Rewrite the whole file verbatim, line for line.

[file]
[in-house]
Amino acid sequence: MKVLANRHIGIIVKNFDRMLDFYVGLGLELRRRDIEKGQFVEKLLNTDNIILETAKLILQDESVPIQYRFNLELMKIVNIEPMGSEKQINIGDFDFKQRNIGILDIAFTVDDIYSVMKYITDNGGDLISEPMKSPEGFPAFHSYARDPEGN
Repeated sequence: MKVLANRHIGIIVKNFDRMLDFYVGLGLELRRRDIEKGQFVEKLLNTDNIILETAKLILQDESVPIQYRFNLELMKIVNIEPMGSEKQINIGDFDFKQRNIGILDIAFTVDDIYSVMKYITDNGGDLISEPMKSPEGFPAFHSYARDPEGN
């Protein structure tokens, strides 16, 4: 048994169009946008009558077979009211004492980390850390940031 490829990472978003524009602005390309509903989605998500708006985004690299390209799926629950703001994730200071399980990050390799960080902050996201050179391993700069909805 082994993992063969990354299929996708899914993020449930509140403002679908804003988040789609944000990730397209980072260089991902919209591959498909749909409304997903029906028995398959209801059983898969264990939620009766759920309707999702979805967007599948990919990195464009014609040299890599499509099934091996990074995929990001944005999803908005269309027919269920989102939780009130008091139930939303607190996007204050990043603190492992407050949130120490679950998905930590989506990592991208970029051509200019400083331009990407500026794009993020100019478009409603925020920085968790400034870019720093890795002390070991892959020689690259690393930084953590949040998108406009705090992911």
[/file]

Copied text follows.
[in-house]
Amino acid sequence: MKVLANRHIGIIVKNFDRMLDFYVGLGLELRRRDIEKGQFVEKLLNTDNIILETAKLILQDESVPIQYRFNLELMKIVNIEPMGSEKQINIGDFDFKQRNIGILDIAFTVDDIYSVMKYITDNGGDLISEPMKSPEGFPAFHSYARDPEGN
Repeated sequence: MKVLANRHIGIIVKNFDRMLDFYVGLGLELRRRDIEKGQFVEKLLNTDNIILETAKLILQDESVPIQYRFNLELMKIVNIEPMGSEKQINIGDFDFKQRNIGILDIAFTVDDIYSVMKYITDNGGDLISEPMKSPEGFPAFHSYARDPEGN
């Protein structure tokens, strides 16, 4: 048994169009946008009558077979009211004492980390850390940031 490829990472978003524009602005390309509903989605998500708006985004690299390209799926629950703001994730200071399980990050390799960080902050996201050179391993700069909805 082994993992063969990354299929996708899914993020449930509140403002679908804003988040789609944000990730397209980072260089991902919209591959498909749909409304997903029906028995398959209801059983898969264990939620009766759920309707999702979805967007599948990919990195464009014609040299890599499509099934091996990074995929990001944005999803908005269309027919269920989102939780009130008091139930939303607190996007204050990043603190492992407050949130120490679950998905930590989506990592991208970029051509200019400083331009990407500026794009993020100019478009409603925020920085968790400034870019720093890795002390070991892959020689690259690393930084953590949040998108406009705090992911």